Projectbook clearly beats Evernote in its task management features by letting you manage to-do items in your projects. You can create to-do items from scratch, but it’s more fun to let the language processing engine do it for you. For example, if you type “call Fred next Friday” into a note and then tap the Make To-Do button, when you switch to the to-do pane, you’ll find a related task scheduled for that day. If you create standalone to-do items, you also have the option of attaching a new or existing note to it. Marking a linked to-do item as complete also checks it off in its associated note, and vice versa.

As mentioned earlier, you can create tags to categorize your notes and tasks and you can also assign tasks to people, which seems to be just a special type of tag. However you can link your “people” tags to entries in your Contacts, which then lets you email tasks to the people you’ve assigned to them. And, as you might have guessed, you can also filter your to-do list by the person assigned.

Tasks can be assigned due dates using either a calendar widget or by using “fuzzy” dates, such as “+1 day,” “+1 week,” and so forth. You also have the option of setting tasks to repeat, setting reminders, and posting them in the Calendar app.

Another way to create notes and to-do items is by emailing them to Projectbook. Unlike Evernote, which gives every user a special evernote.com email address for this purpose, Projectbook requires that you create your own IMAP account, such as a free Gmail account, for dedicated use by the app. While an easy task for early adopter types, less technically inclined users may find this requirement too challenging and then end up never using this function. Once this has been configured, incorporating items via email requires that you check your email from the app’s Action button. I would find it useful if I could configure the app to check my email account automatically.

Emails prefaced with “TD:” in the subject line are supposed to appear in your project as to-do items but I had trouble getting this to work. PDF or Microsoft Word document attachments are incorporated in readable form while JPG images are brought in as notes with the image embedded within. Text in PDFs and Word docs are fully searchable within the app, but text within images is not. Evernote’s ability to perform OCR (optical character recognition) on graphic images and then make that text searchable is a feature that I’d love to see added to Projectbook.

You can also import items into Projectbook via Instapaper, Pocket, and Dropbox and you also have the ability to send items out of Projectbook, such as emailing your current task list, for example.

If you’re taking meeting notes, and you’d like an audio record of the meeting, Projectbook, like Evernote, can handle that too. However, Projectbook does Evernote one better by also syncing up your notes with the recording, placing little speaker icons throughout the text. Tapping on an icon will playback the audio from that point in your notes.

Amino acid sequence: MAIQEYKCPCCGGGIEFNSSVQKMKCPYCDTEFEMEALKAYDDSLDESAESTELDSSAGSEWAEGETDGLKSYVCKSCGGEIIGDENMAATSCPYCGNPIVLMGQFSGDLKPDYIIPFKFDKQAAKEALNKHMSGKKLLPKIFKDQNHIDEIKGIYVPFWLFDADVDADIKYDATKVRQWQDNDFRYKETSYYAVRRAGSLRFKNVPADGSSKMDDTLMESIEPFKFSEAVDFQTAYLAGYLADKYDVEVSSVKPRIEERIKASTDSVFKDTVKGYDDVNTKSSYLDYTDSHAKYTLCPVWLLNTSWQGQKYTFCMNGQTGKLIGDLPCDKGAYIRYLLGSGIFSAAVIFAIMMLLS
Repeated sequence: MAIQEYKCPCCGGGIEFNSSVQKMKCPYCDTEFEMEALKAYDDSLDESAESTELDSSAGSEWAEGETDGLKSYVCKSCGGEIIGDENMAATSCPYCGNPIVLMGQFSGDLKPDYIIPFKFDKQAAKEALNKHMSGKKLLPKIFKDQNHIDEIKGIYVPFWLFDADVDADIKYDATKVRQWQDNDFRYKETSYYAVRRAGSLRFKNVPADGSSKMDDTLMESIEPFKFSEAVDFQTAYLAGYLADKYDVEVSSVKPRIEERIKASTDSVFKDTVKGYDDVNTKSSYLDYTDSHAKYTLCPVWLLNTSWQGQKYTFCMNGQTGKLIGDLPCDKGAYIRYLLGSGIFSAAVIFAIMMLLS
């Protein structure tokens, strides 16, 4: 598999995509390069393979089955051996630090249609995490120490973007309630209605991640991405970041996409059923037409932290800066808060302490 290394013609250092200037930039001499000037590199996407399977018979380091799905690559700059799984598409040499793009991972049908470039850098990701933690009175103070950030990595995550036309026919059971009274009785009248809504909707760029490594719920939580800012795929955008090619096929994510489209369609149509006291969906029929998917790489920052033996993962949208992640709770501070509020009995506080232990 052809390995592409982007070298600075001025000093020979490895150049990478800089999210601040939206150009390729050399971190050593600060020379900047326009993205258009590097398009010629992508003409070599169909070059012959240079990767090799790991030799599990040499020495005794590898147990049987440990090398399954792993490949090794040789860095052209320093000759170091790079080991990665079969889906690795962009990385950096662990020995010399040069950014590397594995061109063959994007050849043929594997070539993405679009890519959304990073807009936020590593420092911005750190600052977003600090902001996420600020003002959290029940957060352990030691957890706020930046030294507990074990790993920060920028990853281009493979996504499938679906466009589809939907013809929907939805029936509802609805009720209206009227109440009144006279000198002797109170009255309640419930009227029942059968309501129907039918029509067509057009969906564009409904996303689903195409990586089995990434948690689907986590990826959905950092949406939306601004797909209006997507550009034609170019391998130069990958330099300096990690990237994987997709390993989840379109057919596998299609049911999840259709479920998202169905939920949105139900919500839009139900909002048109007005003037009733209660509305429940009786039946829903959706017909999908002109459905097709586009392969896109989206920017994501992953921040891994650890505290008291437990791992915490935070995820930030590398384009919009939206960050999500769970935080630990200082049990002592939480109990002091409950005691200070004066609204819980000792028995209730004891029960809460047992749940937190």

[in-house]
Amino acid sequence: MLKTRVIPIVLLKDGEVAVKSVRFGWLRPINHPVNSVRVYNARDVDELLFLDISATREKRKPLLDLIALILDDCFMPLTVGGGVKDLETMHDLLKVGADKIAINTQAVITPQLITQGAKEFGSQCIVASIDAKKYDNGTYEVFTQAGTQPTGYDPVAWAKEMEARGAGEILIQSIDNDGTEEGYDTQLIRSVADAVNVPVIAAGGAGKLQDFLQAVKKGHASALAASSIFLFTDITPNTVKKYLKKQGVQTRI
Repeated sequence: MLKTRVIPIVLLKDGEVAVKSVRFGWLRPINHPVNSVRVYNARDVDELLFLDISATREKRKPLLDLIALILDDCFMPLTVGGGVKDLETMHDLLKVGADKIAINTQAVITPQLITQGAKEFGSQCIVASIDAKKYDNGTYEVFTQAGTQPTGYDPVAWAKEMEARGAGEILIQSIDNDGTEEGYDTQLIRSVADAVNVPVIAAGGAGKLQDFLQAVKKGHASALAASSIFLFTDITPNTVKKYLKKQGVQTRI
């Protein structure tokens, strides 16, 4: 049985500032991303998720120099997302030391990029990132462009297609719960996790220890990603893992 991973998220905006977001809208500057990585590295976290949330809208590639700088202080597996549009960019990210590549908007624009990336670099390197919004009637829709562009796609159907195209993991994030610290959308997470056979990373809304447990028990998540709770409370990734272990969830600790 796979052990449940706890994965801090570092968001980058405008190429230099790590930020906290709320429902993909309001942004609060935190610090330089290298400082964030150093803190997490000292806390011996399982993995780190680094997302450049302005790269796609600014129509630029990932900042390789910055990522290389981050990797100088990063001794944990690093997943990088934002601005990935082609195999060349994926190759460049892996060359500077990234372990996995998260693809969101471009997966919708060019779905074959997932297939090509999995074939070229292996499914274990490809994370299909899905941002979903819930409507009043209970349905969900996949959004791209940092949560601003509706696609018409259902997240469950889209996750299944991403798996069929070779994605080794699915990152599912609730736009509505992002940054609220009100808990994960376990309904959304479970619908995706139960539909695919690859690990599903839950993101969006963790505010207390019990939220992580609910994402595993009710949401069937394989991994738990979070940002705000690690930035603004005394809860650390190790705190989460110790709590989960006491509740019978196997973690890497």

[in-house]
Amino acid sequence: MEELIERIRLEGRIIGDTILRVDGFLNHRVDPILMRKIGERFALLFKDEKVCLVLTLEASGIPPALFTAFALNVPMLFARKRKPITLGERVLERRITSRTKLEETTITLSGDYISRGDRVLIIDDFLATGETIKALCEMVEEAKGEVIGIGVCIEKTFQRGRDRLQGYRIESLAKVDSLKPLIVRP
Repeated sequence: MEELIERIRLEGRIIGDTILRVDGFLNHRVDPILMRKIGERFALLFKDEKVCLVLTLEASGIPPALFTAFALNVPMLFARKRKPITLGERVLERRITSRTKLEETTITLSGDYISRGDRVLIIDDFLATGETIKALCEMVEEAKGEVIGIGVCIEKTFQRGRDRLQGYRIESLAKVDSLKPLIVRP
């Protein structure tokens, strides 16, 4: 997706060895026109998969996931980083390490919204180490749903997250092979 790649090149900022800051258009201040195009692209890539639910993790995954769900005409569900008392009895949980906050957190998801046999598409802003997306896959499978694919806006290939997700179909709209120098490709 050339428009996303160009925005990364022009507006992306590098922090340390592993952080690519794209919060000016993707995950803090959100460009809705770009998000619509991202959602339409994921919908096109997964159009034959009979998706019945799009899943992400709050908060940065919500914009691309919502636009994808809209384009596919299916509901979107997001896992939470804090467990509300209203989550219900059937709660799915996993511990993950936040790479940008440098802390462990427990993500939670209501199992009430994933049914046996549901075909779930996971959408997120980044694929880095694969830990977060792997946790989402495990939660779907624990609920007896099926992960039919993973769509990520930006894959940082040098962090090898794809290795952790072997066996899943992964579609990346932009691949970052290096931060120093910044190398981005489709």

Anyone who’s gotten burned by Evernote failing to save an hour’s worth of meeting notes will appreciate that Projectbook saves your work automatically. And there’s no saving to the cloud either; all data is saved directly on your iPad, so it’s available whether or not you’ve got a network connection. (When the Mac and iPhone versions of Pocketbook come out later this year, your data should be able to sync among all your devices.) This is welcome because it eliminates the need to pay annual fees to have your data available locally (as is required with Evernote). However, Evernote’s cloud-based approach does have its advantages. For example, having your data stored on Evernote’s servers means that information emailed to your Evernote account appears in your notebooks without any intervention on your part. Similarly, Evernote’s API (application programming interface) allows other apps to push content directly into your Evernote-hosted notebooks. Plus, Evernote’s Web interface is very handy when you don’t have your usual devices available. Hopefully, with a little maturity, Projectbook will add similar capabilities.

So, despite Projectbook’s unique features, if this were a real showdown, Evernote would still win. Evernote is a mature product with an ecosystem of apps that support it, while Projectbook is a new app that’s still a little rough around the edges. That’s not unexpected in a version 1.0 product, so I’m inclined to give the developer a pass on these shortcomings in anticipation of them getting ironed out in future versions. Additionally, Evernote is available on a variety of devices and platforms while Projectbook is currently available only for the iPad, which limits its usefulness. However, as I mentioned, versions of Projectbook for both the iPhone and the Mac are promised for a fall release, which should greatly enhance the app’s value and help it give Evernote some much needed competition.

[Brian Beam is a software designer and partner with web development firm BOLD Internet Solutions, living somewhere near Kansas City.]

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At a Glance
  • Generic Company Place Holder Projectbook: Notes and To-dos